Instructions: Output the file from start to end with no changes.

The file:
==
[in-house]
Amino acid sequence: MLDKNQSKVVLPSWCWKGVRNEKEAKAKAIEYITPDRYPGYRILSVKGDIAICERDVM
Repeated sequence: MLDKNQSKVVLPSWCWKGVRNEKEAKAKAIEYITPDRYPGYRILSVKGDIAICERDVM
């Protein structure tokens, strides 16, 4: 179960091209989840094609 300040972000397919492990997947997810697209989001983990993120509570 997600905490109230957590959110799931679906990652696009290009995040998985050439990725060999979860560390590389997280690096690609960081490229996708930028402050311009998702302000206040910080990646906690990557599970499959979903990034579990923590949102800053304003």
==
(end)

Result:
[in-house]
Amino acid sequence: MLDKNQSKVVLPSWCWKGVRNEKEAKAKAIEYITPDRYPGYRILSVKGDIAICERDVM
Repeated sequence: MLDKNQSKVVLPSWCWKGVRNEKEAKAKAIEYITPDRYPGYRILSVKGDIAICERDVM
């Protein structure tokens, strides 16, 4: 179960091209989840094609 300040972000397919492990997947997810697209989001983990993120509570 997600905490109230957590959110799931679906990652696009290009995040998985050439990725060999979860560390590389997280690096690609960081490229996708930028402050311009998702302000206040910080990646906690990557599970499959979903990034579990923590949102800053304003």